“Biologist repeatedly warn that the state permits far too much hunting,” says Hunt.
“There’s a belief that the population estimates are too high,” said Cameron Carpenter a Utahn who was in favor of fair representation. “Leslile said there’s a really healthy adult population statewide but is there science to back that up? Is that opinion or is there fact or science or actual data? And if there is, is that data available to the public?”
McFarlane says the cougars are reclusive and secretive animals and is difficult to get an accurate number for population size. She says cougars can’t be surveyed or monitored as well like other animals. That is why, she says, they look at the harvest — as stated above — to get a good prediction of the current population.
The group also presented the Board with over 90,000 petitions from the US and around the world in strong opposition of the proposal.
But not everyone in the room was opposed – although they made up a greater portion of the people who spoke up.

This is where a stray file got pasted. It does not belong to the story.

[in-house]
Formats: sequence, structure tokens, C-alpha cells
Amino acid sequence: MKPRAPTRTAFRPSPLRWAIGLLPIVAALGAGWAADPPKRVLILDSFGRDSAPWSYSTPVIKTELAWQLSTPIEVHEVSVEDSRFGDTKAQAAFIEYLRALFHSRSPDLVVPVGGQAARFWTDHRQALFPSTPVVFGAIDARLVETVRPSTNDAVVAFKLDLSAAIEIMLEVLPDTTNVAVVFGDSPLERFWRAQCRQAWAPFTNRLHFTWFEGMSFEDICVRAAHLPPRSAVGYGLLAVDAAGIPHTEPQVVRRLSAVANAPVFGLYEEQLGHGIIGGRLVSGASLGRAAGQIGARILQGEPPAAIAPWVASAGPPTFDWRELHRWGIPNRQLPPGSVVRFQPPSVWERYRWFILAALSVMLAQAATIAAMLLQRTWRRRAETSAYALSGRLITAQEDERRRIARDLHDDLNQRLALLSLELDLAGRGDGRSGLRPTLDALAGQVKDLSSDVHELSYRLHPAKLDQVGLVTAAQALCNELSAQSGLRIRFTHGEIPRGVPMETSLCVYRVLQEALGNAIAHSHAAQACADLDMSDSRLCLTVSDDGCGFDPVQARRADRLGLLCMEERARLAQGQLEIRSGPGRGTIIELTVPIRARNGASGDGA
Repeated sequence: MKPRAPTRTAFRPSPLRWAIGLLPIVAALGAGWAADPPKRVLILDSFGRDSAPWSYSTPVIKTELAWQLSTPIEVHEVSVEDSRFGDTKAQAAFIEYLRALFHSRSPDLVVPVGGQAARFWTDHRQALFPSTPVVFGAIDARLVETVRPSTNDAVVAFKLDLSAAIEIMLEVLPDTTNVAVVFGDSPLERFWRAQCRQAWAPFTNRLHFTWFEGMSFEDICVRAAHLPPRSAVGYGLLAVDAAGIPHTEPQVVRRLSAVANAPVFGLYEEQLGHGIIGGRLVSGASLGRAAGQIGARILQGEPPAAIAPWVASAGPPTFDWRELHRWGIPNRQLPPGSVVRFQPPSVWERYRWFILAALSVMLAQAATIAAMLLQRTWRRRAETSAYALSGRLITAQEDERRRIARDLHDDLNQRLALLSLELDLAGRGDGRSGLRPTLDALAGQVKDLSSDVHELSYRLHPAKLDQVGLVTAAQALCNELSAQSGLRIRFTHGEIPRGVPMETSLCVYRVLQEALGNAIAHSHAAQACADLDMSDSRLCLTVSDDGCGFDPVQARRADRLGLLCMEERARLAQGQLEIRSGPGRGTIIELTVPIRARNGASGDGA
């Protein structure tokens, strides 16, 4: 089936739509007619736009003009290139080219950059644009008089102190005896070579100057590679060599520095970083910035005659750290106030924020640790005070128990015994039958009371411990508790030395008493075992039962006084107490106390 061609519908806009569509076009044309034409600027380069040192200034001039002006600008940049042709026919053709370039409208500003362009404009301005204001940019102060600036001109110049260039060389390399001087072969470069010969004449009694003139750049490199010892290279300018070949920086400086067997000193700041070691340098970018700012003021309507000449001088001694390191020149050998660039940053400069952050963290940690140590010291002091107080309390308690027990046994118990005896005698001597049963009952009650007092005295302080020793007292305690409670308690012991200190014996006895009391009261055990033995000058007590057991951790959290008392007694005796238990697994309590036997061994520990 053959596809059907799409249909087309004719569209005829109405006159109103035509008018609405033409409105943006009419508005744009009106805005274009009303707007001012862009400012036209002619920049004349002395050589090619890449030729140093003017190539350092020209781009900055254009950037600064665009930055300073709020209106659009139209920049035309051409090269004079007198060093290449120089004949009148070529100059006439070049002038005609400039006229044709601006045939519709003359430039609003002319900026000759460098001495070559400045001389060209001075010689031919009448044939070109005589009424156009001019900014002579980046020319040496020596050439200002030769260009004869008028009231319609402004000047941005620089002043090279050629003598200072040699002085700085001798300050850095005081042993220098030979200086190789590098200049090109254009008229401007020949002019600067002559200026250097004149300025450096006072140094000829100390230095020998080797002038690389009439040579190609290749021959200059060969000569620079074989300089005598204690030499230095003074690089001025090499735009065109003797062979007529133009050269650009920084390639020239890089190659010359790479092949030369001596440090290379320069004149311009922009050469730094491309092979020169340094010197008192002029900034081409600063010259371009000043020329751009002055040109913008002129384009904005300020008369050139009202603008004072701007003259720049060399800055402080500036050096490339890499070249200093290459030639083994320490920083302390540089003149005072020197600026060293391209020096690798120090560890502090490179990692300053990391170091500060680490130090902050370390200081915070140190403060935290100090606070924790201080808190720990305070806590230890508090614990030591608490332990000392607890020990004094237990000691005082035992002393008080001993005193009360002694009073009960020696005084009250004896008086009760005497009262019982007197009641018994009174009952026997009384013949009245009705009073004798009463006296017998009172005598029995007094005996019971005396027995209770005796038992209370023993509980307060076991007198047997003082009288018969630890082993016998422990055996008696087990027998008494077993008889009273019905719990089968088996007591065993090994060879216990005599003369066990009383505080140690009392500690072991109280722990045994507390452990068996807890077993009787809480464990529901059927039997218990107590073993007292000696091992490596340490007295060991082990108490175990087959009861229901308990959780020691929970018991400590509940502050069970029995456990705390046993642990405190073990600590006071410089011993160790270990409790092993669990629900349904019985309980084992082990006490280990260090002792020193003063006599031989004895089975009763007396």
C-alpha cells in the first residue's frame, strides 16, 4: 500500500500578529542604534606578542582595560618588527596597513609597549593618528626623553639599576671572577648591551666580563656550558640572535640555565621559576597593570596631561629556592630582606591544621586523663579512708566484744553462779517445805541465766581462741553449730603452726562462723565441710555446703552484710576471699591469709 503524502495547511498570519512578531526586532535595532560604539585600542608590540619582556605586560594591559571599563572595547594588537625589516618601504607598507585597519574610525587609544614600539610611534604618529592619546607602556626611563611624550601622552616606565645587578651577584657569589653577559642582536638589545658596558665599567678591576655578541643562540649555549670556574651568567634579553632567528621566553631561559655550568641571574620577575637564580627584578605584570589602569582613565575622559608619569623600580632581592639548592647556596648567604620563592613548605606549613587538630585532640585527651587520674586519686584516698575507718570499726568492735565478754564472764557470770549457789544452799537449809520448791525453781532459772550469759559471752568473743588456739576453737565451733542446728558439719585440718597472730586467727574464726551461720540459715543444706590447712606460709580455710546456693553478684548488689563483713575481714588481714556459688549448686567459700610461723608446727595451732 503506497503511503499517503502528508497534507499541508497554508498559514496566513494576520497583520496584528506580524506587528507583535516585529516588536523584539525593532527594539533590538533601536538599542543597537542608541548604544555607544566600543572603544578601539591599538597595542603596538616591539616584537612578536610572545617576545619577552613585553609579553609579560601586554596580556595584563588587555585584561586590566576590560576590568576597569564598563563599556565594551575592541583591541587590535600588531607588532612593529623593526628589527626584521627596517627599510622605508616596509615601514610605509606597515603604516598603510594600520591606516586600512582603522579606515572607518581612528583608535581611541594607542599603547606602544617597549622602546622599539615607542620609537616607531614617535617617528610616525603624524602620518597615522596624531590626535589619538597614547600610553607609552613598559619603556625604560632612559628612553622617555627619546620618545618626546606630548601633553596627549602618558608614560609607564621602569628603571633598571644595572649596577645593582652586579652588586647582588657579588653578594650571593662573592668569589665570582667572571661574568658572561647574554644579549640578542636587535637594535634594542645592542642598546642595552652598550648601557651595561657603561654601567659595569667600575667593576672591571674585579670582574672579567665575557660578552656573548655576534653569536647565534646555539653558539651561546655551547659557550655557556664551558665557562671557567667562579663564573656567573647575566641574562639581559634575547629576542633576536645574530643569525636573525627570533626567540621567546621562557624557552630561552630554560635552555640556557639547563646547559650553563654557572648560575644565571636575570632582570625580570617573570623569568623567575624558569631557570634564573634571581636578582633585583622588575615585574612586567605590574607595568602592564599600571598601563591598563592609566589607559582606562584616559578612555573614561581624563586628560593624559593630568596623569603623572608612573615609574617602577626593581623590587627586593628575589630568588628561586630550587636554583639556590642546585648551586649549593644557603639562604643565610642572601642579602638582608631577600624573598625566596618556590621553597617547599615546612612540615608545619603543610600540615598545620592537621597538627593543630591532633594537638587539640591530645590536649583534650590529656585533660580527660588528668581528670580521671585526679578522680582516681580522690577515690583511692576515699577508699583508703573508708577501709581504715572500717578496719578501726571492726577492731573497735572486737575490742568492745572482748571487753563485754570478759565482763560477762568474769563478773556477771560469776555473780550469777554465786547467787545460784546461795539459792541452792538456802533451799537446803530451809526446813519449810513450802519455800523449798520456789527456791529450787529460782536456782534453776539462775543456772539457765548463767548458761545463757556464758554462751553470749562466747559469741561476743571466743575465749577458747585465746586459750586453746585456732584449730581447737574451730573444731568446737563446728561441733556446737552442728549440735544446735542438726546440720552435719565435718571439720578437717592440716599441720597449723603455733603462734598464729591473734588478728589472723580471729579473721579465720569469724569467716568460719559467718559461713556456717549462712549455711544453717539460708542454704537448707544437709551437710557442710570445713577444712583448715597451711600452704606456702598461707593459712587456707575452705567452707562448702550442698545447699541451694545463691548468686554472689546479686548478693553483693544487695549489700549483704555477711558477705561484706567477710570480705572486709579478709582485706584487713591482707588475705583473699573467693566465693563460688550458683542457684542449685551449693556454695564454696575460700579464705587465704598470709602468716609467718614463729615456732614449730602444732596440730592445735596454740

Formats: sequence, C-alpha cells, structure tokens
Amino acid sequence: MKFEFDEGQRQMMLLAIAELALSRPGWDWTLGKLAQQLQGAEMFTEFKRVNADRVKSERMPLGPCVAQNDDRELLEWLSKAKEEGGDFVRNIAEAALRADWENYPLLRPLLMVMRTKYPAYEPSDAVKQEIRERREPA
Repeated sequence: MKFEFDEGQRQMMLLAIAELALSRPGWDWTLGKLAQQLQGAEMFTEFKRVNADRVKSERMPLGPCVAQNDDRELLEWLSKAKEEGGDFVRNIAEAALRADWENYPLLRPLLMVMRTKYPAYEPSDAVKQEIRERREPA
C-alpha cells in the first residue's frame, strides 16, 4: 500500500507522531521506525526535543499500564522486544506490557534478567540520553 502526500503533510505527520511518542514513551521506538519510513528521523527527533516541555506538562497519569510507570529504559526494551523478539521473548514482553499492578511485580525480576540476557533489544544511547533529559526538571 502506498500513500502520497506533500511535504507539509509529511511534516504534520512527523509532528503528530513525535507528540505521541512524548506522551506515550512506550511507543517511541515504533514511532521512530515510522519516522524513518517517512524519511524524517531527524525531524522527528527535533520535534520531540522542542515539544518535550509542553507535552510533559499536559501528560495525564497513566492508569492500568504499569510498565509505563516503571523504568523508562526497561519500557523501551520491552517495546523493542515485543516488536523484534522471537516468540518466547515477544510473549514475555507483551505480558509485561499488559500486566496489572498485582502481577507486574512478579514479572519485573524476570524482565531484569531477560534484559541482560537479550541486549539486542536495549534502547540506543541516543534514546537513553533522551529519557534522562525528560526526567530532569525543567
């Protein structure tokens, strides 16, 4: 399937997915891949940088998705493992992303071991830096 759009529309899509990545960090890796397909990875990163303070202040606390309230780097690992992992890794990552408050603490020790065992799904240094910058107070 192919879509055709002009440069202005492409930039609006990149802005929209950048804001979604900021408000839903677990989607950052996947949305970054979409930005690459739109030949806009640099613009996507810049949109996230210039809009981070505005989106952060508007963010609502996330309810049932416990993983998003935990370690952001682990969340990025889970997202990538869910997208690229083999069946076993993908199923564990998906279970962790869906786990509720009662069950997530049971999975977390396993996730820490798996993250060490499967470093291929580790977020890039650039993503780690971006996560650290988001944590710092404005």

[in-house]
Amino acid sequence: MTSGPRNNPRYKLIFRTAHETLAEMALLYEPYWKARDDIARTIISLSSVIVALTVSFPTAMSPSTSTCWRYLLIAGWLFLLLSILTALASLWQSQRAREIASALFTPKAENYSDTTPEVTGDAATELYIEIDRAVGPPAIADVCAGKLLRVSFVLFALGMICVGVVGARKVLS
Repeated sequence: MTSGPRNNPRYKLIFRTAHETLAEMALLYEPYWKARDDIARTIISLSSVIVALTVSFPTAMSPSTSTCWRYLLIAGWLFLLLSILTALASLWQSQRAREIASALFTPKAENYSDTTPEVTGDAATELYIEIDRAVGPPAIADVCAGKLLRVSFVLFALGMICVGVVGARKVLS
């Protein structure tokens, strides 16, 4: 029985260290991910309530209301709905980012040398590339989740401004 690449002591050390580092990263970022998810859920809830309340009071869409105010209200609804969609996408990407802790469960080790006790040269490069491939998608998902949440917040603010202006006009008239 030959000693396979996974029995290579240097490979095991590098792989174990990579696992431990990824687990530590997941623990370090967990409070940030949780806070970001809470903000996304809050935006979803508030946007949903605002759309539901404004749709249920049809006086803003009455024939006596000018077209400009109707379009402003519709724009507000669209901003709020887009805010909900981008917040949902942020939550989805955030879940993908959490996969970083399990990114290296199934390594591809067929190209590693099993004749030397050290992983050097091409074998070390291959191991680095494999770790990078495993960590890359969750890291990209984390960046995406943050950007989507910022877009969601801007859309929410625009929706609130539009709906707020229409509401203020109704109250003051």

Regional Director for the Elk Foundation of Utah, Bill Christensen, said he has never seen such great diversity in the wildlife in our state. He says he appreciated the science and research the DWR has used in making their recommendation and says that predators like all other wildlife species need to be managed.
“In the 30 years I’ve been involved in wildlife I’ve never seen such diversity and education. Congratulations to each and everyone one of you, you have provide a space so we can stand here and argue about whether to kill two more lions or three or more less.”
He says he recalls a time as a boy where there were no rules or regulations and cougars could be shot on the spot. He says he appreciated the recommendation and said the Elk Foundation strongly supported the proposal as well.
After over 2 hours of discussion, commentary and questions the Board unanimously voted to pass the proposal to increase the number of permits for next year.
To learn more about the rule changes click here.